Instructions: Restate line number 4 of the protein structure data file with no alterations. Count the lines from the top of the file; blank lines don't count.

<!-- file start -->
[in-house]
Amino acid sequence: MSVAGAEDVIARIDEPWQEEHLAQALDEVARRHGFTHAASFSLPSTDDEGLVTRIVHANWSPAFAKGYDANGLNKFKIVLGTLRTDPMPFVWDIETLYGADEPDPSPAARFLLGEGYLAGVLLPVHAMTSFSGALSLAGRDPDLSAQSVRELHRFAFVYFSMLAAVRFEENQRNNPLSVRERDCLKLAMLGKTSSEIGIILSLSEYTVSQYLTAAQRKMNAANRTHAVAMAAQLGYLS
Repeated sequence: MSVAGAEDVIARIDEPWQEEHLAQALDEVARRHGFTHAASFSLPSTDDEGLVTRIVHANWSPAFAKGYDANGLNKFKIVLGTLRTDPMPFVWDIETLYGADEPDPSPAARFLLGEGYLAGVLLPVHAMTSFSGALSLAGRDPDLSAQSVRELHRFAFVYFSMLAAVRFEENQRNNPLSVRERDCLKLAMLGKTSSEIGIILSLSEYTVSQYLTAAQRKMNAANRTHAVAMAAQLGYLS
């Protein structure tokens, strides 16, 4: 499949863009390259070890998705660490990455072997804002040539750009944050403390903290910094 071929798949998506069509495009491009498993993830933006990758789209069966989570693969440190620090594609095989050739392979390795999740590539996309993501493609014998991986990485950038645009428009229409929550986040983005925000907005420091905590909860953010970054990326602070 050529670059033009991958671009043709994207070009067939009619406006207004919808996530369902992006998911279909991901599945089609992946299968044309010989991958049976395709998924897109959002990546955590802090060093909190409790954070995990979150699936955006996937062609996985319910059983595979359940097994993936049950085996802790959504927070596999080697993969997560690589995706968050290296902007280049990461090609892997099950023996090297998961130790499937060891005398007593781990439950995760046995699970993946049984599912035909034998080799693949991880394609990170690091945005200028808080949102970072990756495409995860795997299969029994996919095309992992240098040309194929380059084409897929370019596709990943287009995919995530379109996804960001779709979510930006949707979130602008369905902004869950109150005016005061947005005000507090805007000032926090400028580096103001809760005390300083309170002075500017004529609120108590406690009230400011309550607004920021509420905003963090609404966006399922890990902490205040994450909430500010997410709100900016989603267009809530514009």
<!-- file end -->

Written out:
């Protein structure tokens, strides 16, 4: 499949863009390259070890998705660490990455072997804002040539750009944050403390903290910094 071929798949998506069509495009491009498993993830933006990758789209069966989570693969440190620090594609095989050739392979390795999740590539996309993501493609014998991986990485950038645009428009229409929550986040983005925000907005420091905590909860953010970054990326602070 050529670059033009991958671009043709994207070009067939009619406006207004919808996530369902992006998911279909991901599945089609992946299968044309010989991958049976395709998924897109959002990546955590802090060093909190409790954070995990979150699936955006996937062609996985319910059983595979359940097994993936049950085996802790959504927070596999080697993969997560690589995706968050290296902007280049990461090609892997099950023996090297998961130790499937060891005398007593781990439950995760046995699970993946049984599912035909034998080799693949991880394609990170690091945005200028808080949102970072990756495409995860795997299969029994996919095309992992240098040309194929380059084409897929370019596709990943287009995919995530379109996804960001779709979510930006949707979130602008369905902004869950109150005016005061947005005000507090805007000032926090400028580096103001809760005390300083309170002075500017004529609120108590406690009230400011309550607004920021509420905003963090609404966006399922890990902490205040994450909430500010997410709100900016989603267009809530514009």